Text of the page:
I tried three times over the span of more than a year to create a sourdough starter from scratch. What that entails is this: Mixing flour (unbleached) and water (de-chlorinated) and leaving it out on the kitchen counter until it attracts yeast, which camp out at this flour feast and make the mixture bubbly and sourdough-smelling and ready to rise bread dough.
Yeast naturally occur in our environments. So setting up that flour and water gave them an invitation to move in and get cozy–and then to earn their keep by helping me make bread from scratch. Here is a wonderful way to get started on that yourself–this site helped me along the way.
On my third try, I found success. Using that starter, I made bread–good, nourishing, all-natural homemade bread. I use a recipe that requires nothing more than flour, water, and sea salt. Simple, universal ingredients transform to make versatile and in-demand food for my family.
Since we moved last summer–3 times, to be exact, before landing in our own pad–I toted that sourdough starter around with me. Feeding it, once using it, and then holding it in my lap while I drove from one temporary home to the next before we closed on our house, that sourdough starter was nurtured. I wanted to keep it going–I have visions of bestowing gifts of my sourdough starter upon my future daughters-in-law. Heirloom jewelry and Edwardian antiques I do not have–but I can pass down my sourdough starter. I’ve read about French families who’ve done this for generations.
I start out by making what’s called a “sponge,” which rises for hours and hours. Then I add flour and knead and set it out to rise for more hours. All this rising makes the bread tasty and healthy. And each batch is slightly different, even when using the same recipe. The temperature of the room where I put the dough to rise; the exact length of time it bakes; the amount the dough grows with each rising–all these factors make producing a new loaf of bread unique in every attempt.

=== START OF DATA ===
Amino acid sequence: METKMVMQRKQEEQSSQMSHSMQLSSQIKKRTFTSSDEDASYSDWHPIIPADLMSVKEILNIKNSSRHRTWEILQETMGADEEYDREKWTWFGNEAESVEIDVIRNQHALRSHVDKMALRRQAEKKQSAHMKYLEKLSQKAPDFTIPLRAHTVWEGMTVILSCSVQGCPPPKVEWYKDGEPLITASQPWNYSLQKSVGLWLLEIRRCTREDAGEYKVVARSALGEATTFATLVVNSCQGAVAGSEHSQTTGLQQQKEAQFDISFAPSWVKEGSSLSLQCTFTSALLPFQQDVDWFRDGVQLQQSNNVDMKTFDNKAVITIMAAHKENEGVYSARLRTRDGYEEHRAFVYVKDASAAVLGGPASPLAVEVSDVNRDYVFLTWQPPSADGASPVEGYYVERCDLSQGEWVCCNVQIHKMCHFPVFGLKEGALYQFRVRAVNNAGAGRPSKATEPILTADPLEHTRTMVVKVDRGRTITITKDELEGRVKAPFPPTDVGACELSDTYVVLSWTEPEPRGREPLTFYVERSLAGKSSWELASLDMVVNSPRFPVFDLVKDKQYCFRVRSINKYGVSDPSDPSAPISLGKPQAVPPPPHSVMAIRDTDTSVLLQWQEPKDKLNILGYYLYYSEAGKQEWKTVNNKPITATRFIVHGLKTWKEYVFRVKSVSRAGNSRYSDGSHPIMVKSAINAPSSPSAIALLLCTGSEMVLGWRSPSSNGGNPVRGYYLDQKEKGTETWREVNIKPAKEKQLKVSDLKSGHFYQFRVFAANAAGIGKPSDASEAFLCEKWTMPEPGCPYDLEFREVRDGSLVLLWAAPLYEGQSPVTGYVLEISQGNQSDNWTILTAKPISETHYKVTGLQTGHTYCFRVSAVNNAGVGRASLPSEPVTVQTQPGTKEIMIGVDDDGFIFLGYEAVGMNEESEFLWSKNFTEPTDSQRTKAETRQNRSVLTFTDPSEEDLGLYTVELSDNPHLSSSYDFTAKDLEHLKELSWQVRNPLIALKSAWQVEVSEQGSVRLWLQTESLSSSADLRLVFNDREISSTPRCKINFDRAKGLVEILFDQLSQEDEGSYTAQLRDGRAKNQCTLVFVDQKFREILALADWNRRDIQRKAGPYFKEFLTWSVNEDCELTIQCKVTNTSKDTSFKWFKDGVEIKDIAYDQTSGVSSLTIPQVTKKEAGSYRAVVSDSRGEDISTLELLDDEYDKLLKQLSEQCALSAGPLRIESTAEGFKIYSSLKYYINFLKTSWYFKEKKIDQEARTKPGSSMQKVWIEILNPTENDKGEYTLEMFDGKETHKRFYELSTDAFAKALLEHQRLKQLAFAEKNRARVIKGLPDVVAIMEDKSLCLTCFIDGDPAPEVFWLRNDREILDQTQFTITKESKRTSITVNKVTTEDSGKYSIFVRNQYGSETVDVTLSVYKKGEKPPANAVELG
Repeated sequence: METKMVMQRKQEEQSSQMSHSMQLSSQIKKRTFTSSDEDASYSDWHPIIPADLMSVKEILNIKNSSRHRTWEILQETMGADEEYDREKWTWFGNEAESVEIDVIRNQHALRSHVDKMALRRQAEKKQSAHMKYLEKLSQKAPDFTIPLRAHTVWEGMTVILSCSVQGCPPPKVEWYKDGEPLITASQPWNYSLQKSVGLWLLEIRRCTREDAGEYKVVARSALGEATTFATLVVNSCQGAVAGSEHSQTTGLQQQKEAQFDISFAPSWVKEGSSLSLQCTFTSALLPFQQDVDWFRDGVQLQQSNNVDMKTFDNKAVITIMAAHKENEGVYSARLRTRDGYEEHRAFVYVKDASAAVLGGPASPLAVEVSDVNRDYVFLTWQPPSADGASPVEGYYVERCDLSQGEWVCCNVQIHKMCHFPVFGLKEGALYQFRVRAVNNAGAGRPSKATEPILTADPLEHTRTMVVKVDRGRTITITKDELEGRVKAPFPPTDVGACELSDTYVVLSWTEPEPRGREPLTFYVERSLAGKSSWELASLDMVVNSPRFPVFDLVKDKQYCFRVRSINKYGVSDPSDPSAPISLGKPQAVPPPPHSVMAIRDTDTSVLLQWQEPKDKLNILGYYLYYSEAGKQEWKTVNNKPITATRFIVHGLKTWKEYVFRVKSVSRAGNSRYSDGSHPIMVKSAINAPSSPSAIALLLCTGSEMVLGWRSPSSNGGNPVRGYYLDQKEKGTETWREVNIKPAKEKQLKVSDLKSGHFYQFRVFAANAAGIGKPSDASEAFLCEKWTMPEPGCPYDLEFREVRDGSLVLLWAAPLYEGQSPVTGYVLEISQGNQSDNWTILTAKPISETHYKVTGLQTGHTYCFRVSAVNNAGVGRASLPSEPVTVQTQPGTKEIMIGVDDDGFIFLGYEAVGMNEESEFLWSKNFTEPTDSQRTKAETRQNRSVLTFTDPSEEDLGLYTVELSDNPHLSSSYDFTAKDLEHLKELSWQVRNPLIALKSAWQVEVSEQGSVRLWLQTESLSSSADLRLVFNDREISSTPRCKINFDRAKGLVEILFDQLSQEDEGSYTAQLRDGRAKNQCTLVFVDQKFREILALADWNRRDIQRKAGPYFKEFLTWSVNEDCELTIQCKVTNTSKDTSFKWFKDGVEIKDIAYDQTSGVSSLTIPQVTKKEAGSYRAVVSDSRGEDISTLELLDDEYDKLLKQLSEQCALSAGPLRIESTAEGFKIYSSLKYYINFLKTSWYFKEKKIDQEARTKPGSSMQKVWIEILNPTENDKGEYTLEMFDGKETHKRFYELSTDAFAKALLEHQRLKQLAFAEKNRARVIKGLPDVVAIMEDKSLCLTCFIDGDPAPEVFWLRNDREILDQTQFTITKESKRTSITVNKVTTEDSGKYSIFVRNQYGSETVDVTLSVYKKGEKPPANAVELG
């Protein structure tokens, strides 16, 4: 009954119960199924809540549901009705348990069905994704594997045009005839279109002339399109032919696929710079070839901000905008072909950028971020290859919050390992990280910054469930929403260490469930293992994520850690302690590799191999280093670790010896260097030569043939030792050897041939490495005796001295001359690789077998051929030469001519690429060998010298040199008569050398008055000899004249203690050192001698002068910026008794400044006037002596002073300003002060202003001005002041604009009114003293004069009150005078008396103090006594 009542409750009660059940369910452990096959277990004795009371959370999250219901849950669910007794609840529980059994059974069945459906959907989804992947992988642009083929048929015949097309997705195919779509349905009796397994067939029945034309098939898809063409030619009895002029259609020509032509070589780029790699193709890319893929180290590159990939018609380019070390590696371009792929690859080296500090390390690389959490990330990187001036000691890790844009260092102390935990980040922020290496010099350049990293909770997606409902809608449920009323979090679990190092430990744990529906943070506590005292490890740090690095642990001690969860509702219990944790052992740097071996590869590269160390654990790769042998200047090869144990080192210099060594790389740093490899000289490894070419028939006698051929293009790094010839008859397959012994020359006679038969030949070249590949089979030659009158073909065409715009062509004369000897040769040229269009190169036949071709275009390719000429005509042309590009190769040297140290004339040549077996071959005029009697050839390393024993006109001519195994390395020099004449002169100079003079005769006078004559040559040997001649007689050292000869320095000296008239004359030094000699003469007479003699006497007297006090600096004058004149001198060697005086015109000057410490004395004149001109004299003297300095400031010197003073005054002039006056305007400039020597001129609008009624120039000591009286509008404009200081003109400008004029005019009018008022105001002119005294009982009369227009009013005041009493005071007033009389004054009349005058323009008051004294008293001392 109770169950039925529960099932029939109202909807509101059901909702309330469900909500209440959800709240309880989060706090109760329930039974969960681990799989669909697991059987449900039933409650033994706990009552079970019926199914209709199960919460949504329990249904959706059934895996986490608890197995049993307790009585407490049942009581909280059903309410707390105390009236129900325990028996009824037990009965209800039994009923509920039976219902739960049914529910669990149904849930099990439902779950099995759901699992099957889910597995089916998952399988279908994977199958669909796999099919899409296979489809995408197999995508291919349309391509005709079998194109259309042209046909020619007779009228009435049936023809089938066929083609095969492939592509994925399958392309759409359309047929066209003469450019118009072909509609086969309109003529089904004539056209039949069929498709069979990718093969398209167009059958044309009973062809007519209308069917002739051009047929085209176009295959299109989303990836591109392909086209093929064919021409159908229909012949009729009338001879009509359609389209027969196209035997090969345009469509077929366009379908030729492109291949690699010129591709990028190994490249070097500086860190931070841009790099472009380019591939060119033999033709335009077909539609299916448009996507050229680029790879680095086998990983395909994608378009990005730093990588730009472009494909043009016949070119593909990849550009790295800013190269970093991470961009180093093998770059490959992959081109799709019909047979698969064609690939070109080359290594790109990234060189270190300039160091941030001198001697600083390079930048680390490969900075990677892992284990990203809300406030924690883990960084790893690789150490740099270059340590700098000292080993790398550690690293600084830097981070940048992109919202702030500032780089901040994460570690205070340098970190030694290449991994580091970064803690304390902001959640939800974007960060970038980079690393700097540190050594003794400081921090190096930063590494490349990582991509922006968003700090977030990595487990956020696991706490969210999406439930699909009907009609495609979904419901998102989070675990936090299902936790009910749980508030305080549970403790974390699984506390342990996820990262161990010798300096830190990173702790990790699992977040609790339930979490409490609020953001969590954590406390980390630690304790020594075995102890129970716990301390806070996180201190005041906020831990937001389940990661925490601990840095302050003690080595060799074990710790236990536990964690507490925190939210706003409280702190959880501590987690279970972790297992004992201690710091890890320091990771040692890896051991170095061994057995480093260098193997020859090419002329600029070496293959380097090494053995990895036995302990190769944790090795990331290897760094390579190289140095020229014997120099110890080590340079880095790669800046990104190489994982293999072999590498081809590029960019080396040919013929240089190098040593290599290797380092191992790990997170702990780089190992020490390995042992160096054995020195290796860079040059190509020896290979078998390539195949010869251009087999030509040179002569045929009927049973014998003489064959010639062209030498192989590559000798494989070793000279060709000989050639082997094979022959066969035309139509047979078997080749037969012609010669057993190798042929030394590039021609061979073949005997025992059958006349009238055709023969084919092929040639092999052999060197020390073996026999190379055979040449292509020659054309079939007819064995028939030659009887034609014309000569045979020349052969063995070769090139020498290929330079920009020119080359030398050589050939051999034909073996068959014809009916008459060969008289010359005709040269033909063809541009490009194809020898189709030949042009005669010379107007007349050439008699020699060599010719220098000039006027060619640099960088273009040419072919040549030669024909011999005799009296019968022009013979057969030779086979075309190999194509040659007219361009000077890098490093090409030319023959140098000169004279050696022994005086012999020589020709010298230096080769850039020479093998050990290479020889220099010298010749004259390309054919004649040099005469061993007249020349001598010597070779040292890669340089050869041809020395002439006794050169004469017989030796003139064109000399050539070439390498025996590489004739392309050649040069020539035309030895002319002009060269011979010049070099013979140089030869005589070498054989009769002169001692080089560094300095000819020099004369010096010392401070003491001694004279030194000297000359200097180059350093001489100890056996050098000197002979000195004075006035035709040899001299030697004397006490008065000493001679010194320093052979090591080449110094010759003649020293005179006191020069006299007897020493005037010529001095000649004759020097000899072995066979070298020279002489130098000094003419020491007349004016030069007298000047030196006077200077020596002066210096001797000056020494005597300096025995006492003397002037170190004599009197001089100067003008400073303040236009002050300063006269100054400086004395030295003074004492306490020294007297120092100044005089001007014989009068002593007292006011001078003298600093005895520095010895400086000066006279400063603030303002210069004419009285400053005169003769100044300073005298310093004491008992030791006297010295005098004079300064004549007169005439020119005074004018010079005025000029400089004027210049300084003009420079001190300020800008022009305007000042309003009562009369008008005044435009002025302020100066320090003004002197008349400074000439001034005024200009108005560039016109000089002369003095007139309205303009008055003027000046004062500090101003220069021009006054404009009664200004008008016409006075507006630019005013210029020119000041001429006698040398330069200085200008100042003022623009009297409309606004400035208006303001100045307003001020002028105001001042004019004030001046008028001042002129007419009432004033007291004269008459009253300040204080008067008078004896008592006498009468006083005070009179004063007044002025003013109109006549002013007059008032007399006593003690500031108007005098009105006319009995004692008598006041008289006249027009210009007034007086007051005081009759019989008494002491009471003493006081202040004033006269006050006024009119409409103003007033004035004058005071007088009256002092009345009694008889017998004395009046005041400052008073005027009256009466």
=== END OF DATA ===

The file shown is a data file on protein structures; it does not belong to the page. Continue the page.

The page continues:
I liken it to creating a piece of art: I bake one loaf at a time, giving each one significant amounts of attention, and the outcome is slightly different in each piece. With my first few loaves, I would remove the bread from the oven and sniff it and check the done-ness and evaluate what I should improve for the next batch. Every time, I felt triumph, and I celebrated. And I developed a love of sourdough bread smeared with butter for breakfast.
Today, I made a fresh batch of sourdough bread. And, y’all? I didn’t celebrate; I didn’t feel triumph. I didn’t consider it my edible work of art. I forgot–I forgot to marvel. I forgot to find beauty in the simple, to see the magic in the mundane. Most of the time, I think I am pretty good at this. Take a walk with me, and you’ll hear me remark on a sunset or a particularly glorious tree. When our kitchen table is clean, I like to take a second and stop and stare at it–the cloth napkins and the fruit bowl in the center–just taking it in.
But today my loaf of bread didn’t really feel like a moment. It just left like a chore checked off the list. I missed out.
I Thessalonians 5:16 declares, “Be joyful always.” I neglected the joy I could have experienced in my loaf of bread–I missed joy in the labor of my hands. The next time I bake bread? I will take time to marvel.